In April, we discussed oral arguments at the Supreme Court for Abitron Austria GmbH et al. v. Hetronic International, Inc., a case in which the Supreme Court considered the extraterritorial reach of the Lanham Act (“Act”) for the first time since 1952. Last month, the Court ruled that the Lanham Act only reaches claims of infringement where the infringing use in commerce is domestic.
District Court and Tenth Circuit Rulings
As discussed in our previous post, this case began in the Western District of Oklahoma when Hetronic sued Abitron for selling identical competing products that used the same product names and distinctive black-and-yellow designs. At trial, the jury found willful infringement under Sections 1114(1)(a) and 1125(a)(1) of the Lanham Act and awarded Hetronic approximately $96 million in damages. The district court also permanently enjoined Abitron from using the marks worldwide. Abitron argued, both before the district court and on appeal to the Tenth Circuit, that the Act did not reach its foreign sales, which made up nearly 97% of its total sales. However, the district court held that the 3% of sales (€1.7 million worth of products) that represented goods in the hands of U.S. consumers though resale was enough to support a substantial effect on U.S. commerce. The Tenth Circuit narrowed the district court’s worldwide injunction to cover only certain countries but otherwise affirmed the judgment.
Supreme Court Opinions
The Supreme Court unanimously vacated and remanded the Tenth Circuit’s ruling, finding the Lanham Act is subject to a presumption against extraterritoriality. To overcome that presumption, a court must perform a two-step analysis by determining (1) whether Congress has affirmatively and unmistakably instructed that a statute apply to foreign conduct, and, if not, (2) whether the lawsuit seeks a (permissible) domestic or (impermissible) foreign application of the statute. At step one, Hetronic argued that the definition of “commerce” as used in both Sections 1114(1)(a) and 1125(a)(1) of the Lanham Act indicated extraterritorial application. However, the Court found the definition alone was not affirmative or unmistakable enough to satisfy step one. The statutes must expressly refer to “foreign commerce,” and these did not. On this, all justices agreed.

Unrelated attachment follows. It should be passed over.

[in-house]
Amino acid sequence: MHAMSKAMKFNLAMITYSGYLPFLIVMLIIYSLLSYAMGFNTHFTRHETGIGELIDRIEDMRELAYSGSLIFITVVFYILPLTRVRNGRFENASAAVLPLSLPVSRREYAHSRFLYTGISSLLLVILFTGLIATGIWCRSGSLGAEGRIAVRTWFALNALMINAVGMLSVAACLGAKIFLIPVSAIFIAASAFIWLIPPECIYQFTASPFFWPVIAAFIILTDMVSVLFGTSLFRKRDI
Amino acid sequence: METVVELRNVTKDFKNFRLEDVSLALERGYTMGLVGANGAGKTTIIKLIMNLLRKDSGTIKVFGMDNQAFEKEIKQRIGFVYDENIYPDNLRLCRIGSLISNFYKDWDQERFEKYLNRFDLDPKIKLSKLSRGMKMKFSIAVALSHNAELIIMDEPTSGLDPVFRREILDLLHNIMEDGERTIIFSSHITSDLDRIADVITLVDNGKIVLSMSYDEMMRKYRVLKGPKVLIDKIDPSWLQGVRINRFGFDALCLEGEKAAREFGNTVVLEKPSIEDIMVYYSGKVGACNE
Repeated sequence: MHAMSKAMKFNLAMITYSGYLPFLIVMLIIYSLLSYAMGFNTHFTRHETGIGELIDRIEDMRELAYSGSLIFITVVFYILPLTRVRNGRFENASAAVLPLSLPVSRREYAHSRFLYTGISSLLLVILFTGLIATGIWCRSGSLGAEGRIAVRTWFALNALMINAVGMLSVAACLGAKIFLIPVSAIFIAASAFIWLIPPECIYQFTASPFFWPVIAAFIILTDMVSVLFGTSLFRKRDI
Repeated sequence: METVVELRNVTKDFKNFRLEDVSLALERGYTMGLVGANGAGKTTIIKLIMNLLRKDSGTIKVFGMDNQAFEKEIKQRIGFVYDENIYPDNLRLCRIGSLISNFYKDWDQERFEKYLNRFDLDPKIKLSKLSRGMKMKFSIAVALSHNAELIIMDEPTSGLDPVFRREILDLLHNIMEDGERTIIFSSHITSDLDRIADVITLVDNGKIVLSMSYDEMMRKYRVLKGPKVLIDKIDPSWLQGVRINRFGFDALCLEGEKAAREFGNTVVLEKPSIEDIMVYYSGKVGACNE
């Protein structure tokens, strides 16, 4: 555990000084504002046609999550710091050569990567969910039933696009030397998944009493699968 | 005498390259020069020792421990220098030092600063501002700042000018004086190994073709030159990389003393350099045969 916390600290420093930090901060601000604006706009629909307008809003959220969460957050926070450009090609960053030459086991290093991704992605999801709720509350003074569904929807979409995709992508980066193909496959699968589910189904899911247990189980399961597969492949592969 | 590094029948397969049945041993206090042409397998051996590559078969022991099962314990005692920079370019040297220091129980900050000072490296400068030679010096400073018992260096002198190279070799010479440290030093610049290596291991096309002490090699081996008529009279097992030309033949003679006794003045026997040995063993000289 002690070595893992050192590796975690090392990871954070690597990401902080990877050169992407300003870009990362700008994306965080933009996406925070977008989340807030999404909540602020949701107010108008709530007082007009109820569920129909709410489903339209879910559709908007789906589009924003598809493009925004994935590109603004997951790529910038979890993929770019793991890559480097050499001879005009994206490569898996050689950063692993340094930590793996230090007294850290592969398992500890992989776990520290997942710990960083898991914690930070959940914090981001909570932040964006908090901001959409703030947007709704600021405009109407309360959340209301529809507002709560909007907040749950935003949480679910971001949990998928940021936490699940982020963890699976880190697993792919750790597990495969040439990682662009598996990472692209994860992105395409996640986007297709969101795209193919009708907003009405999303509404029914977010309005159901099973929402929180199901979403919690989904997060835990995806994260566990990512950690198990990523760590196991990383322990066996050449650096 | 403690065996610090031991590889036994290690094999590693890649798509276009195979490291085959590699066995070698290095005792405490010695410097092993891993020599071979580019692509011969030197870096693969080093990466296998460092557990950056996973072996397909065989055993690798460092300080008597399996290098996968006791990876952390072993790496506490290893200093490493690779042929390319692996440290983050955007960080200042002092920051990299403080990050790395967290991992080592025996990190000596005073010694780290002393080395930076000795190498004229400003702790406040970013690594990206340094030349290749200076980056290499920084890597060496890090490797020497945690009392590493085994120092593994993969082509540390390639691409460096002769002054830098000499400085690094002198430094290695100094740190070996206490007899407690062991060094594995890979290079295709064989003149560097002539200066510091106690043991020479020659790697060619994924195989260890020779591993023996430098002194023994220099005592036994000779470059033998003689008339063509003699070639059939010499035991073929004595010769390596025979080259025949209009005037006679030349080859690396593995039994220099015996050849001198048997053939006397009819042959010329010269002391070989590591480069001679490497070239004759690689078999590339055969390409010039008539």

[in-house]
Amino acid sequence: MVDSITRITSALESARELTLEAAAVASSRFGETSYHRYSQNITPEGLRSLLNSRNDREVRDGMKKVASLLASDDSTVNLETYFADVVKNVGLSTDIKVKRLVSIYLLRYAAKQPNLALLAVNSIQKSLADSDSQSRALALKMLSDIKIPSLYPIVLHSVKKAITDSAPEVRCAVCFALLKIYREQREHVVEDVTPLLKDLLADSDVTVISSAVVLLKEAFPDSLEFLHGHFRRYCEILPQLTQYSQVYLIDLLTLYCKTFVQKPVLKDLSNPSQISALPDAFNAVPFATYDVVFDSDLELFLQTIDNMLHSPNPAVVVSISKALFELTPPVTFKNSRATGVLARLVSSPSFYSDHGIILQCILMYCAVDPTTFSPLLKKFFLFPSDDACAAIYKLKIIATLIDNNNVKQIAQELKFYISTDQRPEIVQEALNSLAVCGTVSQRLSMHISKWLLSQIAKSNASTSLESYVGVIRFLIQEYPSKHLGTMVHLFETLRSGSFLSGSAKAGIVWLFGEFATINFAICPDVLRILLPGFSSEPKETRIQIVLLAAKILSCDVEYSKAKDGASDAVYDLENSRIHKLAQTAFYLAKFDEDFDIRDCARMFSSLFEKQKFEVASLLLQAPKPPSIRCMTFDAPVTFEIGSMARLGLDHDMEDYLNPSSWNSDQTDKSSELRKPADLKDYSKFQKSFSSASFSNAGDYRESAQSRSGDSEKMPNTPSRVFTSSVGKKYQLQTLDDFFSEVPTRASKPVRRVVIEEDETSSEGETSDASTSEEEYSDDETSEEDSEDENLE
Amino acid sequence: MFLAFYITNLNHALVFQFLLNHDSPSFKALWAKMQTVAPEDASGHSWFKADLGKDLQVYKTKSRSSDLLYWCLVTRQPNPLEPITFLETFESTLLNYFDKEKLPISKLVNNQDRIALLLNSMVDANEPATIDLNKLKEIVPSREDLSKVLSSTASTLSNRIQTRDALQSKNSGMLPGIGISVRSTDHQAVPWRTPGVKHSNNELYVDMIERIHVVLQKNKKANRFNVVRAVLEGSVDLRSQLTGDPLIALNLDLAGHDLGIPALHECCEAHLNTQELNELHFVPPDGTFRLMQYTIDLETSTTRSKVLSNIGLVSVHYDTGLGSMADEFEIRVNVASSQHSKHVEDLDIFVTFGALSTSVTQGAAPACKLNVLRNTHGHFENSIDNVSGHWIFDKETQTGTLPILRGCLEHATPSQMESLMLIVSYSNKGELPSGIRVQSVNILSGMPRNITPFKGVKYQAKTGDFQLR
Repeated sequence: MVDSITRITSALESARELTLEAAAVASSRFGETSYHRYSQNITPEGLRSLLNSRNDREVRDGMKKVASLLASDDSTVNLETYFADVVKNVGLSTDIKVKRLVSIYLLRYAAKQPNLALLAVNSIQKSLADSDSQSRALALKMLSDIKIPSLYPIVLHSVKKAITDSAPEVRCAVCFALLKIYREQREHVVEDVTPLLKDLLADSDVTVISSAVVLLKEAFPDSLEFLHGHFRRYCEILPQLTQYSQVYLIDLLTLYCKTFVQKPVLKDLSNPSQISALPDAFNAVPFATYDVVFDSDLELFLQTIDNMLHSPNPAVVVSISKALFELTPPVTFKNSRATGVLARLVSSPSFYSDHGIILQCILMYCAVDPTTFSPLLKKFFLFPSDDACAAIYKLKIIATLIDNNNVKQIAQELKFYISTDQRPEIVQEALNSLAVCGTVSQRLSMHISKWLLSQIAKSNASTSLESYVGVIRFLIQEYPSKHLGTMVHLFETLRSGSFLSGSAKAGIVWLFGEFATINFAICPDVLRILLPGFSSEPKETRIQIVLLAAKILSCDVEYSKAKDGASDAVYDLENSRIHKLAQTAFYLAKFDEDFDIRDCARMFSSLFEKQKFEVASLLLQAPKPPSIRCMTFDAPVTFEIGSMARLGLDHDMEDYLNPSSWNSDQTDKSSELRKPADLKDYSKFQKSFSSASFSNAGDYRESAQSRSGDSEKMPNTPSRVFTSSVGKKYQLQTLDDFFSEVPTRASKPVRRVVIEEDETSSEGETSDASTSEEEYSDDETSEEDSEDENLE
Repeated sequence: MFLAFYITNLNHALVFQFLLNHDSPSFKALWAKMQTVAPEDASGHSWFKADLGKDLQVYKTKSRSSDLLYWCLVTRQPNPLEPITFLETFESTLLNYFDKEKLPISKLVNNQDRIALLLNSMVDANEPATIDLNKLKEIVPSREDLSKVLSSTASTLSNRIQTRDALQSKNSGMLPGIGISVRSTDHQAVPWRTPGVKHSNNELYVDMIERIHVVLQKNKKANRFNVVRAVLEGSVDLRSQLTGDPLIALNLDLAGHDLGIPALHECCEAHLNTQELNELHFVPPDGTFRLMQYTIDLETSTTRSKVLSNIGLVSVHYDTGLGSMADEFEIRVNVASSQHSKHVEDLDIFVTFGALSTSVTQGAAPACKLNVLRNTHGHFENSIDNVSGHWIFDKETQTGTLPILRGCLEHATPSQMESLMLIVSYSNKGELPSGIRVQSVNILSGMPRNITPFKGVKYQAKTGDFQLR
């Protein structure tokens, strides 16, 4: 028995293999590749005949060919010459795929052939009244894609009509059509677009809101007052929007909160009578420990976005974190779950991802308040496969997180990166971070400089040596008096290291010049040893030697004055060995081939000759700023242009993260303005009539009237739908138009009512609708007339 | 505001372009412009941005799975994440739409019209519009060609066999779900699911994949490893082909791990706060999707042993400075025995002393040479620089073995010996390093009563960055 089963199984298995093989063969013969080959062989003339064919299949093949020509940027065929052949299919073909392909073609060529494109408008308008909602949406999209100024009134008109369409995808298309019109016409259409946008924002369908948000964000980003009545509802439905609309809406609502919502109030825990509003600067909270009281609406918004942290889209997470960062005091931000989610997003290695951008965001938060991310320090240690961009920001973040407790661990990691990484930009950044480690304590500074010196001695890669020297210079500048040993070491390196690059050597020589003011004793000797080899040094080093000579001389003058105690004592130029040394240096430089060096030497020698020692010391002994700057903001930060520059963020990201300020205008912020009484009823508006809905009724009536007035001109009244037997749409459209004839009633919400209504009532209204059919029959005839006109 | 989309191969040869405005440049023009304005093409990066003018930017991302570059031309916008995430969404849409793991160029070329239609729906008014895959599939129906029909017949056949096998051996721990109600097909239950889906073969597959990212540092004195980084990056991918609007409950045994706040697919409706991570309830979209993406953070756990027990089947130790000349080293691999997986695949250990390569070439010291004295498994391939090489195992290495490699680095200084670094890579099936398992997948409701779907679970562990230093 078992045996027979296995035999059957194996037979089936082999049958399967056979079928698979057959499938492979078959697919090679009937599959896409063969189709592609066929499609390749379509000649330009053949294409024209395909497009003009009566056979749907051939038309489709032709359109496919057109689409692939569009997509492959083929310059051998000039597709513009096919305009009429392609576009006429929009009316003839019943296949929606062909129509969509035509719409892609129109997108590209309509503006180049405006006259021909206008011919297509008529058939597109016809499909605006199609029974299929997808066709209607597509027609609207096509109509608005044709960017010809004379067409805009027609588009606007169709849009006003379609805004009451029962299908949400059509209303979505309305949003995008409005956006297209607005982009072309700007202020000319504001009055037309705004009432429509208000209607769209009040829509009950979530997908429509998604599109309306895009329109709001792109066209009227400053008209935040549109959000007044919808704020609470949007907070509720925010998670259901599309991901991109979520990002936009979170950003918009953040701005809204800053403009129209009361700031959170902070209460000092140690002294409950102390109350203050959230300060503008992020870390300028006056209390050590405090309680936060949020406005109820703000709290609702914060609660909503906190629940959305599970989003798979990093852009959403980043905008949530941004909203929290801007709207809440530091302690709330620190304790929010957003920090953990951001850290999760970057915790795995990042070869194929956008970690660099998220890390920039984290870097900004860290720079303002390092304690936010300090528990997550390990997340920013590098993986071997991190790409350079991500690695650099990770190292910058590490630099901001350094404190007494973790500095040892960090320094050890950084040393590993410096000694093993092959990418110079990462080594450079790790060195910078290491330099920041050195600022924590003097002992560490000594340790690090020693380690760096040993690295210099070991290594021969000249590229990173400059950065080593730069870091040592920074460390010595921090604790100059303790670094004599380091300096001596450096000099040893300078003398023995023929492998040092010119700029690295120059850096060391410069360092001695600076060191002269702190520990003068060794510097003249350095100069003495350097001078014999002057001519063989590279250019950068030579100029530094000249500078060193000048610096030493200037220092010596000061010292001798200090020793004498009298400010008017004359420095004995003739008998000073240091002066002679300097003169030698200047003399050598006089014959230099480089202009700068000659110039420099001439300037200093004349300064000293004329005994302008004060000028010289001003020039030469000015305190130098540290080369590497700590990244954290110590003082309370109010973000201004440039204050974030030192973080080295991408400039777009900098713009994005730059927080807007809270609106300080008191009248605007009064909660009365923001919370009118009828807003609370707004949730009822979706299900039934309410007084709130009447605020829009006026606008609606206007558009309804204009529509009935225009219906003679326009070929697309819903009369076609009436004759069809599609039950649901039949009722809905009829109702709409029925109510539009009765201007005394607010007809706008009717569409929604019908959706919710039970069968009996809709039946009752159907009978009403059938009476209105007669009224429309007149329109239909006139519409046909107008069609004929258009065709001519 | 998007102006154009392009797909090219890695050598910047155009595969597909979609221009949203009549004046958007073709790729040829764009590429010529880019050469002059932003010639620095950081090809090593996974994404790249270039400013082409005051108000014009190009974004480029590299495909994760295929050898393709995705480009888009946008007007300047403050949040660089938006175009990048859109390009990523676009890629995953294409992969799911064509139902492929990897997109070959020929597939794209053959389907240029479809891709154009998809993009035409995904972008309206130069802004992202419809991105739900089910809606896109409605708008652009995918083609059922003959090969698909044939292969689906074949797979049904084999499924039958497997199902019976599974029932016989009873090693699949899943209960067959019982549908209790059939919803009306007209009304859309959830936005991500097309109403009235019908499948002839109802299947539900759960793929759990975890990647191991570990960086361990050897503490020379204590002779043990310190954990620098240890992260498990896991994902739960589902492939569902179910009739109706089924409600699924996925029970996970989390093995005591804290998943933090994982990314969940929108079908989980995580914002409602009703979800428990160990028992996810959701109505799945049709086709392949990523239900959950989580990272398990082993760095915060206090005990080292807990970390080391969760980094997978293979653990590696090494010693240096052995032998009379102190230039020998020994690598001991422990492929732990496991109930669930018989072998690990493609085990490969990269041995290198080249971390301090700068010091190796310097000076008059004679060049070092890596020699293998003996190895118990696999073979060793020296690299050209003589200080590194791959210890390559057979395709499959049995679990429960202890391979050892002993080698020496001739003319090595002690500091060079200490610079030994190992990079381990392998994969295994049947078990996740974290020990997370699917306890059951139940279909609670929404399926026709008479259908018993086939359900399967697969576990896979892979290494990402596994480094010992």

The justices also agreed that at step two, a court must look at the “focus” of the statute—what it seeks to regulate, protect, or vindicate—to determine what constitutes a domestic application of a statute. However, the Court split on the importance of the focus. Justice Sotomayor, joined by Chief Justice Roberts, Justice Kagan, and Justice Barrett, wrote a concurrence that took the view that a domestic application of the Lanham Act can implicate foreign conduct at step two “so long as the plaintiff proves a likelihood of consumer confusion domestically.” She pointed to Steele v. Bulova Watch Co., which applied the Lanham Act to an American defendant making and selling knockoff Bulova watches in Mexico that filtered into the U.S. market and caused domestic confusion. Although it was decided in 1952 and thus did not apply the more recently developed two-step framework, Steele instructed that the Lanham Act’s focus is the effects of defendant’s foreign conduct, and consumer confusion is determinative.